After the trial court orally granted defendant's motion to dismiss under ORCP 54, defendant requested fees based on its status as a prevailing party and under ORS 20.105. Defendant represented to the court that "[w]e pled them from the beginning * * *." The trial court did not resolve the issue at that time; instead, its judgment provided for defendant to submit a claim for attorney fees under ORCP 68. Defendant complied and subsequently, without conducting a hearing as required under ORCP 68 C, the trial court awarded defendant a money judgment that included all requested fees and costs.

ORCP 68 C(2)(a) states in part:

"A party seeking attorney fees shall allege the facts, statute, or rule which provides a basis for the award of such fees in a pleading filed by that party. * * * No attorney fees shall be awarded unless a right to recover such fee is alleged as provided in this subsection."

Defendant concedes that its pleading did not refer to any statute or rule providing a basis for attorney fees. It argues, however, that it met the requirements of ORCP 68 C(2)(a) because its answer demanded dismissal "[t]axing all fees and costs to Plaintiff," and it contained an allegation referring to the CBA. According to defendant, those elements of its answer provided a basis under ORCP 68 for its generic request for a fee award, both because the CBA contained an attorney fee provision and, in light of the terms of the CBA, plaintiff's claim for statutory penalty wages was obviously meritless.

We disagree. The requirement that the party seeking fees state the "facts, statute, or rule" that provides a basis for a fee award is mandatory. See Mulier v. Johnson, 332 Or 344, 350, 29 P3d 1104 (2001) (interpreting ORCP 68 C(2)(a) and construing the term "shall" as a command). To fulfill that requirement, the party's assertion of facts must clearly and explicitly indicate a party's entitlement to fees. For example, a wife's motion both stating facts that showed that husband was in contempt, and also requesting attorney fees, fulfilled the requirement in light of a statute that specifically authorized a fee award to a prevailing party in a contempt proceeding. Hogue v. Hogue, 118 Or App 89, 92, 846 P2d 422 (1993). In another case, the defendant's factual allegation that he was a prevailing party under a contract provision and that the plaintiff acted in bad faith sufficed to allege a basis for a fee award under a contract and ORS 20.105. Attaway, Inc. v. Saffer, 95 Or App 481, 484, 770 P2d 596, rev dismissed, 308 Or 184 (1989).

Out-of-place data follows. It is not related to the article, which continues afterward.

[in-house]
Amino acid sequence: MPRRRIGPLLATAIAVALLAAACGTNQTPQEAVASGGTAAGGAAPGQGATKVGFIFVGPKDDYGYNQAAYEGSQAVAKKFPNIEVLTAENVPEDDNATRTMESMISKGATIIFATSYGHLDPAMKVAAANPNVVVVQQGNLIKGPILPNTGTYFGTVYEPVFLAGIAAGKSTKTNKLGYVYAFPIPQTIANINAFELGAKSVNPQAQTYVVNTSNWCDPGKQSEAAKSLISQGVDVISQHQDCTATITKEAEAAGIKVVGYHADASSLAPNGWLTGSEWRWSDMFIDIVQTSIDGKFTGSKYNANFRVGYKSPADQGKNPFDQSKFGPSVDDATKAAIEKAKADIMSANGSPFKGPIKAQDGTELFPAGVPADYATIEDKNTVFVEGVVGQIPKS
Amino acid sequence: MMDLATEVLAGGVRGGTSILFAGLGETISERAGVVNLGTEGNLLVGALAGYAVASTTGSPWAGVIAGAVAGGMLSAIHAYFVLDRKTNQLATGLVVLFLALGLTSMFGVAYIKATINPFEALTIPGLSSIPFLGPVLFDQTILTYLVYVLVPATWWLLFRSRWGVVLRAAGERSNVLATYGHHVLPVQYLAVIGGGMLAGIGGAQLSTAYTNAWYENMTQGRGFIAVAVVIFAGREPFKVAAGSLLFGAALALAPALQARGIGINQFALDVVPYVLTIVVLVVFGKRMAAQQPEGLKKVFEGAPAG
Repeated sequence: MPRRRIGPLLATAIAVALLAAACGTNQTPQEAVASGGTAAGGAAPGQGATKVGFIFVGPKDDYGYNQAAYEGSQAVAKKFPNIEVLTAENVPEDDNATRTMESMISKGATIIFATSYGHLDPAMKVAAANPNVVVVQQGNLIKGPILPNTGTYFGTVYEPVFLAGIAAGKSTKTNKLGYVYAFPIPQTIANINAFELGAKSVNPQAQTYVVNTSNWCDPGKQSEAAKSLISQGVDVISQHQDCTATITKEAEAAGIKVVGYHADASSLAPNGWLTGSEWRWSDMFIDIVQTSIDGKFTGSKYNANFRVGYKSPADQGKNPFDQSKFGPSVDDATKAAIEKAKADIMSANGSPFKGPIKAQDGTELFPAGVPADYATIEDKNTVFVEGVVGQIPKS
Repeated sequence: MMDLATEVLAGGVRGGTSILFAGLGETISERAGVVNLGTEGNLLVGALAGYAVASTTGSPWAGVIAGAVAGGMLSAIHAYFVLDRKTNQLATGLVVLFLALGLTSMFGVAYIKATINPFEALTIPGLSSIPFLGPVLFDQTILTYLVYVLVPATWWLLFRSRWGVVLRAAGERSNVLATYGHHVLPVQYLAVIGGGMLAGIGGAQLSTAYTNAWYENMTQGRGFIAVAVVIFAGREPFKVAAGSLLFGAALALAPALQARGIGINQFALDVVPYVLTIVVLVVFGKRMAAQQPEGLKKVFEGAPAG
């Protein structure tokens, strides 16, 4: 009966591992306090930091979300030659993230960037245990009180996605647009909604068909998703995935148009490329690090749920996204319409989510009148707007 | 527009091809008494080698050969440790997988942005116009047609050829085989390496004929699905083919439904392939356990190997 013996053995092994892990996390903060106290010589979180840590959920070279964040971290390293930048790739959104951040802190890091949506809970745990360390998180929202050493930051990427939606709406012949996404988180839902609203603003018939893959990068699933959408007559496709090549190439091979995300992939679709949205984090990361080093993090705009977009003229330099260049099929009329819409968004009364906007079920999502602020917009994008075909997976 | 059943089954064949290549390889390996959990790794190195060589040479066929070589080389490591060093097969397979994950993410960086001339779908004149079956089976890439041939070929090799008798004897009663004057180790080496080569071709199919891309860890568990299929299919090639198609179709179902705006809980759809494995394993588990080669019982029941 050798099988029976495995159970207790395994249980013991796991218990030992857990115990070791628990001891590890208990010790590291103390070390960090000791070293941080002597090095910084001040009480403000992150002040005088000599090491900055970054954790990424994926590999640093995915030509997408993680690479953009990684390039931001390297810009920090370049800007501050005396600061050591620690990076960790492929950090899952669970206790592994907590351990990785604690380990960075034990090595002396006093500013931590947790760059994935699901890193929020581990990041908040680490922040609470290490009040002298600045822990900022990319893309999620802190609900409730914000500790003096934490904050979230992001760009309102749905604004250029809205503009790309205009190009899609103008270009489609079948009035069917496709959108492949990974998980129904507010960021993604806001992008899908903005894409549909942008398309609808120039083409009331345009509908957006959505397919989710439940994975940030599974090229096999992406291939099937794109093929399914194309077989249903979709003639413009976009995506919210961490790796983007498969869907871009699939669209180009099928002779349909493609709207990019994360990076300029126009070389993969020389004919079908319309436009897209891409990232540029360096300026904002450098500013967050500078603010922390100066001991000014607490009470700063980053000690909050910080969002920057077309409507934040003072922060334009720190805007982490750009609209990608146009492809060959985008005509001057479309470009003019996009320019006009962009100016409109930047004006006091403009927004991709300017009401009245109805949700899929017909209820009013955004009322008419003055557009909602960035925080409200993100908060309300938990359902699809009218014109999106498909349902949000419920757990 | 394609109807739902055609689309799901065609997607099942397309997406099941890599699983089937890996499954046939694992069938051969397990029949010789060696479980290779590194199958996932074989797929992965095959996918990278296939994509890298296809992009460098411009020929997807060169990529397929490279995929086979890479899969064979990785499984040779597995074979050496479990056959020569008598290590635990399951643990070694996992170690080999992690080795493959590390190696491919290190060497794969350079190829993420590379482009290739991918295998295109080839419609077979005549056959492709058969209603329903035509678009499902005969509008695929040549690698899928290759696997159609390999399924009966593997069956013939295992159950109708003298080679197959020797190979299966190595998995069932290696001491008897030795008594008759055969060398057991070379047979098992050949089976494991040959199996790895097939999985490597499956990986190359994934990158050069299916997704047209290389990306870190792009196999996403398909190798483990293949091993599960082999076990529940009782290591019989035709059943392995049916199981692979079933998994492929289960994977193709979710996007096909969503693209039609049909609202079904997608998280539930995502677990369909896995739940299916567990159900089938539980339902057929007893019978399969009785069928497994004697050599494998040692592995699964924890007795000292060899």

Here, however, defendant's relevant allegation of fact stated:

"The terms of plaintiff's employment were contained in a written collective bargaining agreement, which is a written document that speaks for itself and therefore, the allegations concerning plaintiff's terms and conditions of employment are denied."

The function of the allegation was to dispute plaintiff's claims concerning the terms of his employment, not to support an asserted basis for a fee award, such as a provision of the CBA regarding attorney fees or the conclusion that plaintiff's claim was meritless. Nothing in defendant's answer, in other words, indicated a relationship between some fact or set of facts and an entitlement to fees.

Defendant next argues that, even if its answer was defective, the trial court had discretion to disregard the error under ORCP 12 B, which states, "[t]he court shall, in every stage of an action, disregard any error or defect in the pleadings or proceedings which does not affect the substantial rights of the adverse party." Defendant cites Mulier, 332 Or at 350, which states that "the words 'error' and 'defect' in ORCP 12 B reflect the legislature's intent that a party must attempt to comply with the mandatory requirements of the rules of civil procedure if that party is to benefit from the provisions of ORCP 12 B." According to defendant, it did "attempt to comply" when it asked the court to "tax" its fees to plaintiff, and, even though it fell short, it should nonetheless benefit from ORCP 12 B.